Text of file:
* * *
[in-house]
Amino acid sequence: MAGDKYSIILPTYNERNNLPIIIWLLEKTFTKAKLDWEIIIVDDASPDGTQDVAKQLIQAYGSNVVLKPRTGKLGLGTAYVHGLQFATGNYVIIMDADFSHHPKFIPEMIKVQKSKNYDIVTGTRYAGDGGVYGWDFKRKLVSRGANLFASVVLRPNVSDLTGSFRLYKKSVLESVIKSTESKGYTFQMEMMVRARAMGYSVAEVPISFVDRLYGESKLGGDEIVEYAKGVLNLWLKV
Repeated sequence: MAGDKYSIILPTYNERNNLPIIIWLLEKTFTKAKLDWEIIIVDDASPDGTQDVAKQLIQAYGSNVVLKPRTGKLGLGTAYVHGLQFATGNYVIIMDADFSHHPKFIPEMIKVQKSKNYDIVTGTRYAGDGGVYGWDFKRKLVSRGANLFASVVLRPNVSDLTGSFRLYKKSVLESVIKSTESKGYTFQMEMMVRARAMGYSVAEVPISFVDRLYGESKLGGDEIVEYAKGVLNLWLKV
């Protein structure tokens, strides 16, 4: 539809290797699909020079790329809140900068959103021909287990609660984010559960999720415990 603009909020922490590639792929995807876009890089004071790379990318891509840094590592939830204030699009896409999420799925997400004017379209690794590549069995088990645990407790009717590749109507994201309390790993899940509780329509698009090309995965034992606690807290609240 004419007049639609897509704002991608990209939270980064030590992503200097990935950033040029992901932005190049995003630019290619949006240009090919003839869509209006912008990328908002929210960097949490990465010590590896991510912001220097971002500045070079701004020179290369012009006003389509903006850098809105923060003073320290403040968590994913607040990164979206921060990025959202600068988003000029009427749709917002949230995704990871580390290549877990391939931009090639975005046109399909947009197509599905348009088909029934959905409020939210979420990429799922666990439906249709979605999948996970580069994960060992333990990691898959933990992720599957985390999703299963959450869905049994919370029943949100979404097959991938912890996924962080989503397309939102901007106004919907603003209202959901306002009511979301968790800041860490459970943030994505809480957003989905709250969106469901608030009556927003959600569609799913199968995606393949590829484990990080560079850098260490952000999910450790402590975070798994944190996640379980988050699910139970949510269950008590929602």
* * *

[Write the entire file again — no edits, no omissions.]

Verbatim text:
[in-house]
Amino acid sequence: MAGDKYSIILPTYNERNNLPIIIWLLEKTFTKAKLDWEIIIVDDASPDGTQDVAKQLIQAYGSNVVLKPRTGKLGLGTAYVHGLQFATGNYVIIMDADFSHHPKFIPEMIKVQKSKNYDIVTGTRYAGDGGVYGWDFKRKLVSRGANLFASVVLRPNVSDLTGSFRLYKKSVLESVIKSTESKGYTFQMEMMVRARAMGYSVAEVPISFVDRLYGESKLGGDEIVEYAKGVLNLWLKV
Repeated sequence: MAGDKYSIILPTYNERNNLPIIIWLLEKTFTKAKLDWEIIIVDDASPDGTQDVAKQLIQAYGSNVVLKPRTGKLGLGTAYVHGLQFATGNYVIIMDADFSHHPKFIPEMIKVQKSKNYDIVTGTRYAGDGGVYGWDFKRKLVSRGANLFASVVLRPNVSDLTGSFRLYKKSVLESVIKSTESKGYTFQMEMMVRARAMGYSVAEVPISFVDRLYGESKLGGDEIVEYAKGVLNLWLKV
């Protein structure tokens, strides 16, 4: 539809290797699909020079790329809140900068959103021909287990609660984010559960999720415990 603009909020922490590639792929995807876009890089004071790379990318891509840094590592939830204030699009896409999420799925997400004017379209690794590549069995088990645990407790009717590749109507994201309390790993899940509780329509698009090309995965034992606690807290609240 004419007049639609897509704002991608990209939270980064030590992503200097990935950033040029992901932005190049995003630019290619949006240009090919003839869509209006912008990328908002929210960097949490990465010590590896991510912001220097971002500045070079701004020179290369012009006003389509903006850098809105923060003073320290403040968590994913607040990164979206921060990025959202600068988003000029009427749709917002949230995704990871580390290549877990391939931009090639975005046109399909947009197509599905348009088909029934959905409020939210979420990429799922666990439906249709979605999948996970580069994960060992333990990691898959933990992720599957985390999703299963959450869905049994919370029943949100979404097959991938912890996924962080989503397309939102901007106004919907603003209202959901306002009511979301968790800041860490459970943030994505809480957003989905709250969106469901608030009556927003959600569609799913199968995606393949590829484990990080560079850098260490952000999910450790402590975070798994944190996640379980988050699910139970949510269950008590929602």